"He smells like a dog", the client says. Being as he is a dog, this doesn't seem to me to be a problem, technically. If, being a dog, he smelled like, say, a camel -- now that would be a problem. Of course, this is not the truly stinky dog. Every dog has a tendency to smell a little strong when wet. If you can love your dog when he's wet, then you really love your dog. Something about being wet, or even just a really humid day, brings out that "doggy" odor. That's not too bad, though. Nothing a little bath or a little deodorant (like Elimin-Odor, or Fresh-n-Clean) won't fix. In fact, some clients complain about the dog smelling "doggy" when I personally cannot even detect an odor. Admittedly, my nose is not sensitive at this point, so I do ask the staff to come in and give their viewpoint (smellpoint?).
Then there is the ever popular, "let's find something dead and roll in it". It's a taste treat, a fashion accessory and a designer fragrance. Again, nothing a bath (or two) won't cure.
Some dogs, however, are truly stinky. A small minority of stinky dogs have an odor that arises from an internal illness. Dogs with chronic and advanced kidney failure can have so much waste accumulating in their bloodstream that it makes their breath smell like ammonia (or urine). Some seriously unregulated diabetics have so many ketones (fat break-down products) in their blood that their breath smells like acetone (the stuff in nail-polish remover). These are not going to be long-term stinky dogs. In fact, without some intensive care they are not going to be long-term alive dogs.
Long-term stinky dogs tend to either have personal hygiene problems, anal sac problems, mouth problems, skin problems, or ear problems (often extensions of skin problems, and I will discuss ear problems in more detail in a future post).
The personal hygiene problems are worst for long-haired pets. If you have lots of fringe around your mouth, food and saliva can lodge there and cause odor problems. Long hair around your hiney needs to be kept trimmed. Otherwise, the first soft stool hangs up and starts a "snowballing" effect. It's hard to stay clean if you go to the bathroom with your pants on. Dogs with deep skin folds also have odor problems with yeast and bacteria growing in the valleys. This would include the English Bulldogs, the Chinese Shar-Pei, any "smashed face" bug-eyed dog, and some obese dogs. Spaniels sometimes have folds in their lower lips that catch food and saliva. You need to keep the folds clean. In some extreme cases, plastic surgery may be needed to eliminate the offending creases.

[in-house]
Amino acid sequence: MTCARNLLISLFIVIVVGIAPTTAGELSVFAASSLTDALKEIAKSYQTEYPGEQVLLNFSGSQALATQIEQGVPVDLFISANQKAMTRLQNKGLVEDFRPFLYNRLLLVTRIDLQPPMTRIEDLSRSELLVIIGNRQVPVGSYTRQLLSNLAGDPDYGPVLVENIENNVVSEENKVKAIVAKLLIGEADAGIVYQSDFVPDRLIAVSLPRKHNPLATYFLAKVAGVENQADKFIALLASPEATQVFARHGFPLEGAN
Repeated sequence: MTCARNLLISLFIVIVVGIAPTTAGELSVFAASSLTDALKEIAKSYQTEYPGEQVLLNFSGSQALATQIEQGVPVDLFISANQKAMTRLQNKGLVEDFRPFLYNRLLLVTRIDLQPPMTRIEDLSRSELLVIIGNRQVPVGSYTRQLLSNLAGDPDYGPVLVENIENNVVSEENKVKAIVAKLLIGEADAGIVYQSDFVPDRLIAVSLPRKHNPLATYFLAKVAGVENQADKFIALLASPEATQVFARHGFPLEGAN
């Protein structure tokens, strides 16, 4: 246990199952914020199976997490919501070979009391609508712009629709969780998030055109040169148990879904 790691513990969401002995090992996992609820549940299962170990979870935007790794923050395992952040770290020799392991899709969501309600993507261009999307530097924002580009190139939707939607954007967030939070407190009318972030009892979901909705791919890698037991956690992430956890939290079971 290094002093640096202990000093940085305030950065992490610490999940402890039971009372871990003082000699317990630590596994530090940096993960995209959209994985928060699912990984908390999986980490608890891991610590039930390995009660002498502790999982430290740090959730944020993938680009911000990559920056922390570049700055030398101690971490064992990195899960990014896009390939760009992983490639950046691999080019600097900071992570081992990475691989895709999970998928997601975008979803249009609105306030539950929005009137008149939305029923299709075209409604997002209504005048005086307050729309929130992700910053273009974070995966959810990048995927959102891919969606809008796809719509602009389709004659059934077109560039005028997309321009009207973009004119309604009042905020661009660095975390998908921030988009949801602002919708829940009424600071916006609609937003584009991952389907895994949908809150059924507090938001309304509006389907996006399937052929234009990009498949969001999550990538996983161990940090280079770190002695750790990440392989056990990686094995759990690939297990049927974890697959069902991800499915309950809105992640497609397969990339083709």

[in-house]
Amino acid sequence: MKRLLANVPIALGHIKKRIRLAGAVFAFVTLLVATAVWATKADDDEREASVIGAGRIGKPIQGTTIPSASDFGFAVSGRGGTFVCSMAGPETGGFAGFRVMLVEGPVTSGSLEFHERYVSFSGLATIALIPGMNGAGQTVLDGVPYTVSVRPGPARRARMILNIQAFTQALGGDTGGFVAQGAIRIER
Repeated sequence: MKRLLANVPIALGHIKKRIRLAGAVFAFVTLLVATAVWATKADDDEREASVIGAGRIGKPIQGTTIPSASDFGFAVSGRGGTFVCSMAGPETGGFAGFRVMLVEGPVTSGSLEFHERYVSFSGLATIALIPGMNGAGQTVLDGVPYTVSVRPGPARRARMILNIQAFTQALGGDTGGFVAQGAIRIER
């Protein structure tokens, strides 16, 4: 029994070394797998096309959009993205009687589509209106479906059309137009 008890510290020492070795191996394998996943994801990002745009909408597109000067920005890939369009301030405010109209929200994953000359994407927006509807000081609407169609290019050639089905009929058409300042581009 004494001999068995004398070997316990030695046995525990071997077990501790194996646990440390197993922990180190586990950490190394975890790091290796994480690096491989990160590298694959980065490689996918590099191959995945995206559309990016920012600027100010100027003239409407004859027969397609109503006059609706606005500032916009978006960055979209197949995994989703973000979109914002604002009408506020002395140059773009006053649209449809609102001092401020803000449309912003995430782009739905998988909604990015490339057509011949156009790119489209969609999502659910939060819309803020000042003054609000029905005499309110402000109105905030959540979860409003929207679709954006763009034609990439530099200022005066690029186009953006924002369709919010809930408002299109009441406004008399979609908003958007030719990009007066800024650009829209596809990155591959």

We have discussed basic dental care in previous posts. The gunk in a diseased mouth stinks, and if you have an itchy dog, they will be spreading that goo on their skin wherever they chew themselves. Sweet.
Really itchy dogs (or pruritic dogs, as we scientists would say) are usually stinky if the problem is long-term. The really itchy dog chews and scratches himself constantly. This traumatizes his skin. Often you can see sore places where he has actually broken the skin in an attempt to relieve his itching. The skin attempts a protective response when continually assaulted in this fashion. Most of us are familiar with the formation of calluses in skin areas that take a lot of wear and tear. In dogs, the constant scratching does some other things as well. It speeds up the process of new skin formation and maturation, though this is not particularly helpful. When you shortcut a 3-week process, the results are not as good as if you "did it right". That's why the skin begins to flake: it's just not built as well as it should be. Another thing that happens is that the oil glands in the skin get over-active. This is a fatty secretion, and when produced in excessive amounts, it gets rancid pretty quickly. This rancid odor will therefore develop with many chronically itchy dogs, no matter what the underlying cause for their problem. Thus, dogs with yeast infections, bacterial infections, mange mites, allergies or contact sensitivity all "smell mangey". Give them a bath and they will be stinking again in very short order. Their skin continues to crank out the grease, which goes rancid in a hurry. The technical name for this situation is seborrhea.
Medicated shampoos (benzoyl peroxide, colloidal sulfur, coal tars) will help abate the excessive flaking and greasiness, but you must find the underlying cause and treat that. The stinkiness would not be happening if the itchiness were not happening.
Acceptable Stinky Dog Treatment Plan:
1. Find the source of odor: mouth, ears, hiney, skin or combination thereof
2. Find the underlying causes and treat all of them.
Unacceptable Stinky Dog Treatment Plan: throw dog outside.